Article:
A musical stage production of Gilligan’s Island was created in the early 1990s and features work from talented folks that aren’t far off from Sherwood Schwartz. Schwartz’s son, Lloyd Schwartz, wrote the script for the production and his daughter, Hope, wrote the songs with the help of her husband. Since 2001, various theaters throughout the United States have put on productions of the iconic series.

Concerned Citizens

Shortly after Gilligan’s Island premiered, the U.S. Coast Guard actually received telegrams from citizens who claimed they saw American citizens stranded on an island in the Pacific Ocean. These telegrams urged the Coast Guard to come to the castaways’ rescue, but the Coast Guard merely forwarded these odd messages to producer Sherwood Schwartz. Schwartz himself was baffled that there were viewers out there who believed that the cast was actually stranded and didn’t realize that it was just a TV show.

The Show’s Cancellation

During its three-year run on television, Gilligan’s Island never saw itself in the top ten rankings. By 1967, it was struggling against another 1960s sitcom, The Monkees. Although CBS had assured everyone that they would pick up Gilligan’s Island for a fourth year, it was canceled at the last minute when the network decided to keep the western Gunsmoke on the air. The series was canceled while the cast members were on vacation.

Guess Who Might Have Been Mary Ann?

During the casting process, Raquel Welch auditioned for the part of Mary Ann. But Welch, who was later ranked #3 by Playboy on their “100 Sexiest Stars of the Twentieth Century” list, doesn’t really fit the “girl next door” look producers were going for. The classic “Ginger or Mary Ann” argument would have been very different with Ms. Welch on set.

Gilligan’s Island Originated in a College Classroom

Gilligan’s Island was a light-hearted and beloved sitcom which was so successful because of its premise. The whole idea of being stuck on an island came from a class the show’s creator, Sherwood Schwartz, took at NYU. During the college course, an NYU professor asked this question: if you were stranded on a desert island, what one item would you like to have? Schwartz always had that question in the back of his mind and ended up pitching the concept as the premise of a TV show. That show became the sitcom known as Gilligan’s Island.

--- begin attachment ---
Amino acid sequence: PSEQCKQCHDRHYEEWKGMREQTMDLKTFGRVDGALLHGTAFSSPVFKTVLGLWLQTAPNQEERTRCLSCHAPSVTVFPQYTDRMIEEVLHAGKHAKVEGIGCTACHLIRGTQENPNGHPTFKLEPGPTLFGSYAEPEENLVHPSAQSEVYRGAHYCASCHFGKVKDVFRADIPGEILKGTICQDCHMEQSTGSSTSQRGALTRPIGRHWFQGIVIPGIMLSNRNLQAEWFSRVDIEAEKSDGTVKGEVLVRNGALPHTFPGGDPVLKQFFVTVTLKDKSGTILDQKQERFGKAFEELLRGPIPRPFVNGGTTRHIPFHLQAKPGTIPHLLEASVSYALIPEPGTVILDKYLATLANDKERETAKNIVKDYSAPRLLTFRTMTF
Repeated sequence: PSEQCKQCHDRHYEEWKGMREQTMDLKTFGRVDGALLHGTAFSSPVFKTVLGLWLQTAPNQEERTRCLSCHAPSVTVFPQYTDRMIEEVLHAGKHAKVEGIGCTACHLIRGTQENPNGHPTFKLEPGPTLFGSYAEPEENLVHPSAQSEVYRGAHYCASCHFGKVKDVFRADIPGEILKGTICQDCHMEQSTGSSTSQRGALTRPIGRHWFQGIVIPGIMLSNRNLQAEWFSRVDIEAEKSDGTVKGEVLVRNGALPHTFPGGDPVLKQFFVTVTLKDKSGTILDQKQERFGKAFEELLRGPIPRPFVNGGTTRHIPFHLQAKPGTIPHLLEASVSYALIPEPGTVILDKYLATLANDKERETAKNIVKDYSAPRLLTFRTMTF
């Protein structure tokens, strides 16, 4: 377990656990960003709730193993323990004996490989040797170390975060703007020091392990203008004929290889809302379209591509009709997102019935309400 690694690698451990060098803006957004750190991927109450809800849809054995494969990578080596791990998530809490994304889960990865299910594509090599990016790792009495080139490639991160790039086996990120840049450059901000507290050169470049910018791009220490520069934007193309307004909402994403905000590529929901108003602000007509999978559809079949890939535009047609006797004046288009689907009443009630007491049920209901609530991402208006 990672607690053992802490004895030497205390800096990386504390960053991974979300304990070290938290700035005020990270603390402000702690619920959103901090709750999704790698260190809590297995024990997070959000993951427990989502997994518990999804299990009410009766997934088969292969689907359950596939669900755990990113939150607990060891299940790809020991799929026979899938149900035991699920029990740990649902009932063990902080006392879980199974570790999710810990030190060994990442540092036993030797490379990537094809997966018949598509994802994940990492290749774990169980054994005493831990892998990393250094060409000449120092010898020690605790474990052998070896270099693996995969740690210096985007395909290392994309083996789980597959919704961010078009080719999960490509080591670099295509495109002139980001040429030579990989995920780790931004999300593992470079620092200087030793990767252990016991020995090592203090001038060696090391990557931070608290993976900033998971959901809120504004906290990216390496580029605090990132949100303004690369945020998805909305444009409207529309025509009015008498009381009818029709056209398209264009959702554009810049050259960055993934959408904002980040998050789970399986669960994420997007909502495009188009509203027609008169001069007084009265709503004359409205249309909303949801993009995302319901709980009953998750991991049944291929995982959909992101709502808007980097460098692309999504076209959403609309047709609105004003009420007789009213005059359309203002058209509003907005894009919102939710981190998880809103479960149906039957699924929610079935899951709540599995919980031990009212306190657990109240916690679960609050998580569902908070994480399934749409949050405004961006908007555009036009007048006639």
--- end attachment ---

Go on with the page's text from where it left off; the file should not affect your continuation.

Gilligan’s First Name Is Willy

When CBS gave Sherwood Schwartz the green light, he knew he had to create some iconic names for his misfit cast. Schwartz combed through the phone book to find names for his characters, which is where he came up with “Willy Gilligan.” Gilligan’s first name isn’t really said in the series, and Bob Denver swears that his characters first name is Gilligan (not his last name), but isn’t that a fabulous name for such a goofy, dim-witted, but lovable character? Schwartz stands by his assertion that Gilligan was, is and always will be Willy Gilligan.

Natalie Schafer Did Her Own Stunts

Natalie Schafer was a total pro on the set on Gilligan’s Island. She was extremely tough – which is not something you’d expect from a 60-year-old TV star. Though she was in her 60s during filming, she insisted on doing most of her own stunts – whichever the executive would allow. This included everything from jumping into lagoons or sinking in quicksand.

This is a huge contrast from Natalie’s character. Natalie took the pilot because it was being filmed in Hawaii (hello free vacation), but she was the opposite of Eunice’s prissy demeanor. She wasn’t afraid to get down into the nitty-gritty of things, though she didn’t like to reveal her true age. (What person does?)

The Skipper Was the Most Difficult To Cast

By now, we all know that Alan Hale was cast as the loveable Skipper. The Skipper was the last character cast on the show and the one casting directors seemed to have the most trouble with. Out of dozens of actors, they couldn’t find a single person who fit the bill. It was a pretty tall order. Schwartz wanted an actor who was both short-tempered and bossy but able to show a soft side towards Gilligan – even after he’d already lost his temper. This required an actor who skilled with nuance and believably good-hearted underneath a tough exterior.

Alan Hale Auditioned for the Skipper While on Horseback